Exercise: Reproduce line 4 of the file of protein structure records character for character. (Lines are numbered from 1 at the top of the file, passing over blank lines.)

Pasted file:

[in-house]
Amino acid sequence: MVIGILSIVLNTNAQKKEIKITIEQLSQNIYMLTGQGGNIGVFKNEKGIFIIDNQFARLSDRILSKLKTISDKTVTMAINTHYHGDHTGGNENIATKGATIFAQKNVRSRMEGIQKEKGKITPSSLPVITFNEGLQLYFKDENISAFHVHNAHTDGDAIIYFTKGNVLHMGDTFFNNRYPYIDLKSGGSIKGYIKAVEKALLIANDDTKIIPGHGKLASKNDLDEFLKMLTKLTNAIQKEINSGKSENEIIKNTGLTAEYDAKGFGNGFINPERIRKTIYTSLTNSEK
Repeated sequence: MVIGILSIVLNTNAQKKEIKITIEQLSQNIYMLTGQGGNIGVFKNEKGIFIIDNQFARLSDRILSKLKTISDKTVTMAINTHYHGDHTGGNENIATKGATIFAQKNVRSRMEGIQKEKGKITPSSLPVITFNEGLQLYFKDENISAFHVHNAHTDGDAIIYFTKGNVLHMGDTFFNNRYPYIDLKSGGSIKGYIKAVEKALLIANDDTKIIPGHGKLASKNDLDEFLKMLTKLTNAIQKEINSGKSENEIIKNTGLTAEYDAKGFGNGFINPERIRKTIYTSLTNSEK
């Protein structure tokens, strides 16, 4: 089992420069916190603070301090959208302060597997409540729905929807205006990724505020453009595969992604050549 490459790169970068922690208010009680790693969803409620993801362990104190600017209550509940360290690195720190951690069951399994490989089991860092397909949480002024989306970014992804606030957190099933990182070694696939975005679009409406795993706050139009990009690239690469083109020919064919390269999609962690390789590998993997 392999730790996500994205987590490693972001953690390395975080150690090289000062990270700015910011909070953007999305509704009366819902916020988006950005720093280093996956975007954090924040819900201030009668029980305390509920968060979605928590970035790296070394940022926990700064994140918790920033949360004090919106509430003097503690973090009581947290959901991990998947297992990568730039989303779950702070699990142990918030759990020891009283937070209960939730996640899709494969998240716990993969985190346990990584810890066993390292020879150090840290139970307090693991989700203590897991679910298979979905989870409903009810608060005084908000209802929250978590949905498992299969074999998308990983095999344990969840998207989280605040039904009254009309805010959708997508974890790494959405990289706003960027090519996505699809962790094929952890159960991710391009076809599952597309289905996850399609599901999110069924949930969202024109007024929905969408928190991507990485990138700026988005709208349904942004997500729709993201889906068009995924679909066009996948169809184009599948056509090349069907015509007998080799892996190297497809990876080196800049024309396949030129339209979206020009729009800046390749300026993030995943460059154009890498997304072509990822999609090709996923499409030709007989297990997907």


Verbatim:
């Protein structure tokens, strides 16, 4: 089992420069916190603070301090959208302060597997409540729905929807205006990724505020453009595969992604050549 490459790169970068922690208010009680790693969803409620993801362990104190600017209550509940360290690195720190951690069951399994490989089991860092397909949480002024989306970014992804606030957190099933990182070694696939975005679009409406795993706050139009990009690239690469083109020919064919390269999609962690390789590998993997 392999730790996500994205987590490693972001953690390395975080150690090289000062990270700015910011909070953007999305509704009366819902916020988006950005720093280093996956975007954090924040819900201030009668029980305390509920968060979605928590970035790296070394940022926990700064994140918790920033949360004090919106509430003097503690973090009581947290959901991990998947297992990568730039989303779950702070699990142990918030759990020891009283937070209960939730996640899709494969998240716990993969985190346990990584810890066993390292020879150090840290139970307090693991989700203590897991679910298979979905989870409903009810608060005084908000209802929250978590949905498992299969074999998308990983095999344990969840998207989280605040039904009254009309805010959708997508974890790494959405990289706003960027090519996505699809962790094929952890159960991710391009076809599952597309289905996850399609599901999110069924949930969202024109007024929905969408928190991507990485990138700026988005709208349904942004997500729709993201889906068009995924679909066009996948169809184009599948056509090349069907015509007998080799892996190297497809990876080196800049024309396949030129339209979206020009729009800046390749300026993030995943460059154009890498997304072509990822999609090709996923499409030709007989297990997907």